Not ready for such a verbal game? Try a rhythm game instead. “You pat the drum once,” she says, “and your child is supposed to pat it twice.”
Both of these simple games serve the purpose of helping your child to learn how to stop and think. Instead of blurting out the first thing that comes to mind, your child will learn how to think about the correct response before thinking. This type of game is easy to make up, so you can come up with a few different ones to give your child variety.
Impulse control is linked to stronger math skills and is key to building executive function – the brain’s ability to plan, set goals, and to stay on task. Executive function is a higher predictor of academic success than IQ.
Make a creative space.
Your toddler’s play area is an important part of the house. Forget about home design principles, what really matters is creativity.
To foster your toddler’s natural creativity, he says, create an environment that’s imagination-friendly. That doesn’t mean the latest and greatest toys – in fact, Medina says, an empty box and a couple of crayons may just be the best toys on earth. Instead, it means giving your child time and space to try new things.
Multiple forms of creativity are helpful. Offer a variety of activities to your child, such as music, painting, drawing, blocks, dolls, costumes, toy kitchen sets, etc. The more avenues there are for your child to be creative, the more creative he or she will grow up to be.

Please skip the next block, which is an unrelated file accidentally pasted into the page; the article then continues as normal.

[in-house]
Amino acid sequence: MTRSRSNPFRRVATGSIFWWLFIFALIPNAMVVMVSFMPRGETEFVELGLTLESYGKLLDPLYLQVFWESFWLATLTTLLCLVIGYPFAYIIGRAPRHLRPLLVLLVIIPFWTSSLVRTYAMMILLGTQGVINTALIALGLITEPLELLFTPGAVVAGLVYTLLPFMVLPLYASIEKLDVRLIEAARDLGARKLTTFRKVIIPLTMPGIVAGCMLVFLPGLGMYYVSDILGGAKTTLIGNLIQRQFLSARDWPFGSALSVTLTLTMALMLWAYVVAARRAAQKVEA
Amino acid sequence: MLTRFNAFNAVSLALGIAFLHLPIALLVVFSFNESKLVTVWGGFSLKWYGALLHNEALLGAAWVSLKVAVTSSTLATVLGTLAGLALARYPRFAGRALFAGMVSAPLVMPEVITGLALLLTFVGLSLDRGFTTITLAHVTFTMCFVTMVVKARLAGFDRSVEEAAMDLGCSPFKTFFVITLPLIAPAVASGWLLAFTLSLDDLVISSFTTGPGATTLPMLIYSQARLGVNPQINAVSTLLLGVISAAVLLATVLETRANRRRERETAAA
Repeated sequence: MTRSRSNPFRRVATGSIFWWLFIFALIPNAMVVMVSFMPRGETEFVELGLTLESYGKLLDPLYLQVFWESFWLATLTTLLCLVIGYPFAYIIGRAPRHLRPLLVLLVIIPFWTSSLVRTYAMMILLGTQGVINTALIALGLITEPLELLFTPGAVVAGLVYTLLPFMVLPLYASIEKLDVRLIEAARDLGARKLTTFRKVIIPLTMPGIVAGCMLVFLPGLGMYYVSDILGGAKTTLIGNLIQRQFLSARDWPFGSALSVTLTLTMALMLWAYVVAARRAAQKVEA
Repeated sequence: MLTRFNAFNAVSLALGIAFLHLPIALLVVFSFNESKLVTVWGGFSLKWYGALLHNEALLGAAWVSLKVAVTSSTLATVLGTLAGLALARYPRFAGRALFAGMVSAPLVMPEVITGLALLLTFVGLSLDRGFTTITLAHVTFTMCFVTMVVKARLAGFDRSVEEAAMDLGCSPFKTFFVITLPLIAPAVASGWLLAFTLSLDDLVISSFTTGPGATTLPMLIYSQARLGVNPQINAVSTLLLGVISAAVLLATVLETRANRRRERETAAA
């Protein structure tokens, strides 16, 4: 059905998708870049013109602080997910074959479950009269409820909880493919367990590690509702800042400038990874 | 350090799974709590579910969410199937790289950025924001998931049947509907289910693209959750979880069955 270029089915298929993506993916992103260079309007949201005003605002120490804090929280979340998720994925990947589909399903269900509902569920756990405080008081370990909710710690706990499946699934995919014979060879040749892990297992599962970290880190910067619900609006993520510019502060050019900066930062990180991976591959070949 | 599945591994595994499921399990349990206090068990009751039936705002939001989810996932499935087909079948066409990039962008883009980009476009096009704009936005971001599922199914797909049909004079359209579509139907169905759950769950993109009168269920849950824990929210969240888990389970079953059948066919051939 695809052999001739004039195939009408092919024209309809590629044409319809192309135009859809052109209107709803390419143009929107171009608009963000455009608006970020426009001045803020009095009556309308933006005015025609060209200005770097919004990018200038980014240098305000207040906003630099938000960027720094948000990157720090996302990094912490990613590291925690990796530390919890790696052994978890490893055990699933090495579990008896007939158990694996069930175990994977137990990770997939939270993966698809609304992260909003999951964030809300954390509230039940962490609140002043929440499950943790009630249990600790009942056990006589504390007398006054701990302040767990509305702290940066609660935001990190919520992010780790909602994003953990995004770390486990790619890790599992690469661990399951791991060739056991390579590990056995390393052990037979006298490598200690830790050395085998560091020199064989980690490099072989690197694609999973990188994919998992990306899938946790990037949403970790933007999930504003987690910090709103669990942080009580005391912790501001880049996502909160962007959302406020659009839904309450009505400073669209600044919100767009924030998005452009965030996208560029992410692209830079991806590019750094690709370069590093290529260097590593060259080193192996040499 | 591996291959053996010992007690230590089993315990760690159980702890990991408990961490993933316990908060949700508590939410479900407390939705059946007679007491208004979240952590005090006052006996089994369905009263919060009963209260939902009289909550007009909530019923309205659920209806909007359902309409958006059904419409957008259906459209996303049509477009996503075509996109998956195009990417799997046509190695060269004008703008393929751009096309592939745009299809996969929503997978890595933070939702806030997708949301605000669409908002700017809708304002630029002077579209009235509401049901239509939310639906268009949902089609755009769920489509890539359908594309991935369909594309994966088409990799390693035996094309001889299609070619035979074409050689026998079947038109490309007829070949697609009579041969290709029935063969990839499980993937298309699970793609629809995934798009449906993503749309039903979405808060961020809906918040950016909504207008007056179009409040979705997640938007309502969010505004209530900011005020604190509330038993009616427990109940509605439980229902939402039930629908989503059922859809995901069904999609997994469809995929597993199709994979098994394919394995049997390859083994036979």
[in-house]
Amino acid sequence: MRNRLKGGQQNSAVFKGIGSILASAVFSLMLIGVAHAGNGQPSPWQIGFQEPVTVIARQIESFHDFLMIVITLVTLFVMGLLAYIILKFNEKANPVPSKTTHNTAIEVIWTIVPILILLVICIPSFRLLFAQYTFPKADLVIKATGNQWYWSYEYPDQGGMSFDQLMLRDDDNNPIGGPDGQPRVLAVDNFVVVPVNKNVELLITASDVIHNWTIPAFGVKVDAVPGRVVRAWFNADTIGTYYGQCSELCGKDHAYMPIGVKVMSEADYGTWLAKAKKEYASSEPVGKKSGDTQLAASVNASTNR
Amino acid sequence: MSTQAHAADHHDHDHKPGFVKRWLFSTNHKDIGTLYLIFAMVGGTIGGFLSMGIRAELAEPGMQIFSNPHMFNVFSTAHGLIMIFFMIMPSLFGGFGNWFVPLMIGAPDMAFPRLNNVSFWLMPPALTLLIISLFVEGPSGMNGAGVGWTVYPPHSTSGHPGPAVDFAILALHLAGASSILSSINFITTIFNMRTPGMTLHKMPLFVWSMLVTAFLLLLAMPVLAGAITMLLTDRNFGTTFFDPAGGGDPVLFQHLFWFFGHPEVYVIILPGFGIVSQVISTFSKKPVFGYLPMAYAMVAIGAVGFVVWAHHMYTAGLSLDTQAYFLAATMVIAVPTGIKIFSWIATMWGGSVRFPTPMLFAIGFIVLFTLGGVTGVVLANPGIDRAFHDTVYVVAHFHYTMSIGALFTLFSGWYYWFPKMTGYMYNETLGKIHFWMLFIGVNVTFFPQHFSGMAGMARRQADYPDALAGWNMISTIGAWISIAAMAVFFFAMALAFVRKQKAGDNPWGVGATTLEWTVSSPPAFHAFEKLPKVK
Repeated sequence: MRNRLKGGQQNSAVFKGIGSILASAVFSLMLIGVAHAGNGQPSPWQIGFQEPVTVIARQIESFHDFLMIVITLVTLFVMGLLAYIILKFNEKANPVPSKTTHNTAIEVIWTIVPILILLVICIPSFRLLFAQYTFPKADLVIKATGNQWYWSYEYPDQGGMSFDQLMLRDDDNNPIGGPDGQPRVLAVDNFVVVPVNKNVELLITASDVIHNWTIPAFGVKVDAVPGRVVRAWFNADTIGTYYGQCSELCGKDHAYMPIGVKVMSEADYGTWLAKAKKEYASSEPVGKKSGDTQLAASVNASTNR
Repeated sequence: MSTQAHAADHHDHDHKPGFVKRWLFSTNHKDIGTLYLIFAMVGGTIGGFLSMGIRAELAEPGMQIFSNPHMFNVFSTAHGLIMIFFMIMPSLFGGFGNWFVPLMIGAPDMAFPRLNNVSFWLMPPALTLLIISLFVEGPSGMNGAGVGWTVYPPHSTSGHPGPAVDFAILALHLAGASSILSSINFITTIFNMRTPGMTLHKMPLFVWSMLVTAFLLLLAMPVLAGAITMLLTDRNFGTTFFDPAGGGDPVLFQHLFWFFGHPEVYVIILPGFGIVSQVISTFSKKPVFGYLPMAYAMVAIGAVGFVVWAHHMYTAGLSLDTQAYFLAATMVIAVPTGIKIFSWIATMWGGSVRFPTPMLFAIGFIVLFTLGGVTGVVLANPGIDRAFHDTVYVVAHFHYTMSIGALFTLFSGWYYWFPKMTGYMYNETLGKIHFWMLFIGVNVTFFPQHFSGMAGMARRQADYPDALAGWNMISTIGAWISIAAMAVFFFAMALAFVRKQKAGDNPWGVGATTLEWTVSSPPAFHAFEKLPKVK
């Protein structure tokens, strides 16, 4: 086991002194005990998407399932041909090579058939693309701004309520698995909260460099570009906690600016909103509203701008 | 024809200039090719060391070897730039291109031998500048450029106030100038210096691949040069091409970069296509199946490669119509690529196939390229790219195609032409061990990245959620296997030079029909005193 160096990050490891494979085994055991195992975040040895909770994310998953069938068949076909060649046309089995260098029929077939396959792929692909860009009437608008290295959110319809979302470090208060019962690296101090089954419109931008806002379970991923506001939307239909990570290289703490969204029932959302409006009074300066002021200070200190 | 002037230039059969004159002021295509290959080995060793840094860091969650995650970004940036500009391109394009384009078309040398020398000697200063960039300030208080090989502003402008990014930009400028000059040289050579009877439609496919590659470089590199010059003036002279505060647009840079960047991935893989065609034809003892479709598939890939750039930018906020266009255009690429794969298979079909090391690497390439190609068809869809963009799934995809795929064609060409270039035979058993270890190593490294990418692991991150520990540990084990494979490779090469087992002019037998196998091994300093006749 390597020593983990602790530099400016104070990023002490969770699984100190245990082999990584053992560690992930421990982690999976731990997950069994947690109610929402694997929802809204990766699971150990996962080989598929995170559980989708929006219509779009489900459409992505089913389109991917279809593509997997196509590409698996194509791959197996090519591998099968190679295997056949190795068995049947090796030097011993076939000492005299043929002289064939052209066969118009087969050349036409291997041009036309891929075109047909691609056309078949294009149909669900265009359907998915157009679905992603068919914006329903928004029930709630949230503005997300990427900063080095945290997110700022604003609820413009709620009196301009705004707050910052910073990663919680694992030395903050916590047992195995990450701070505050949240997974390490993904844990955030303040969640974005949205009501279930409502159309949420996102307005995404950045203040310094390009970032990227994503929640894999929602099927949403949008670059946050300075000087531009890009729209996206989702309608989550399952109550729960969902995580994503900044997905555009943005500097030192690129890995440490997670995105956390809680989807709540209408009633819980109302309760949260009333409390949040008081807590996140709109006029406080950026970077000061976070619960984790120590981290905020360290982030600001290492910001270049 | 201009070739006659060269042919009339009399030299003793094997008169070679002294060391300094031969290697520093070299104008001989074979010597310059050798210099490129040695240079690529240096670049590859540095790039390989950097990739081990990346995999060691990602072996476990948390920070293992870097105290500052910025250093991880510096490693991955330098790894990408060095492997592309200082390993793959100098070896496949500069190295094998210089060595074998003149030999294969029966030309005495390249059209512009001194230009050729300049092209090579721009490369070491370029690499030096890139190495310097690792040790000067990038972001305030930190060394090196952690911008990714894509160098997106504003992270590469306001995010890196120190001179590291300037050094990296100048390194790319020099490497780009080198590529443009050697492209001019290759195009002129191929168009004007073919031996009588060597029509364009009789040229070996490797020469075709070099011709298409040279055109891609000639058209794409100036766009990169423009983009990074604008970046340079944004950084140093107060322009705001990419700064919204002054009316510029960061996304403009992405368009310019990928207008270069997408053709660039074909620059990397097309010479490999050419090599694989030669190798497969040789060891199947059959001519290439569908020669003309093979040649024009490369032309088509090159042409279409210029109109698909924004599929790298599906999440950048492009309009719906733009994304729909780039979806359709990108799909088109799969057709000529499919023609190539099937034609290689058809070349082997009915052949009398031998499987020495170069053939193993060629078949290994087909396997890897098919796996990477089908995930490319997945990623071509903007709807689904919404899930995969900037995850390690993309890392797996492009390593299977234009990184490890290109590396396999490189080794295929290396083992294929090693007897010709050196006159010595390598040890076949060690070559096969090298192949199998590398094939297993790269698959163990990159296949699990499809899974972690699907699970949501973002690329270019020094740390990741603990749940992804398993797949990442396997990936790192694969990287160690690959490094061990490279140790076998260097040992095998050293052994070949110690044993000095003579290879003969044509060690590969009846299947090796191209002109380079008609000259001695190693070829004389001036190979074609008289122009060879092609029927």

By praising your child’s effort, or things that they have control over, rather than attributes such as intelligence, which they don’t control, you can help your child to grow up to be a hard worker and excellent student.
So, while you might really want to say, “My little cutie is so smart,” what you really should say is, “Wow, you must’ve worked really hard.” The focus is on what the child did to produce the work rather than the outcome, and it helps children associate hard work with success.
The reason this works is because it will help them to form what’s called a “growth mindset” as opposed to a “fixed mindset”. In other words, they’ll grow up to believe that they can achieve their goals if they try, rather than what they’re capable of is predetermined.
“More than 30 years of study show that children raised in growth mindset homes consistently outscore their fixed-mindset peers in academic achievement,” he says. “Children with a growth mindset tend to have a refreshing attitude toward failure. They don’t ruminate over their mistakes. They simply perceive errors as problems to be solved, and then go to work.”
Point your finger.
At about 9 months, children begin to follow your finger to figure out what you’re pointing at, says BYU associate professor Ross Flom. Research shows that children learn language faster if you point to an object – like a truck – while saying the word. And by now, your toddler is probably really good at this game.
Having this shared interaction is called “joint attention.” It means your child has the ability to communicate to you about something (and someone) outside the two of you. And once your child has this ability, Flom says, your communication can become more elaborate.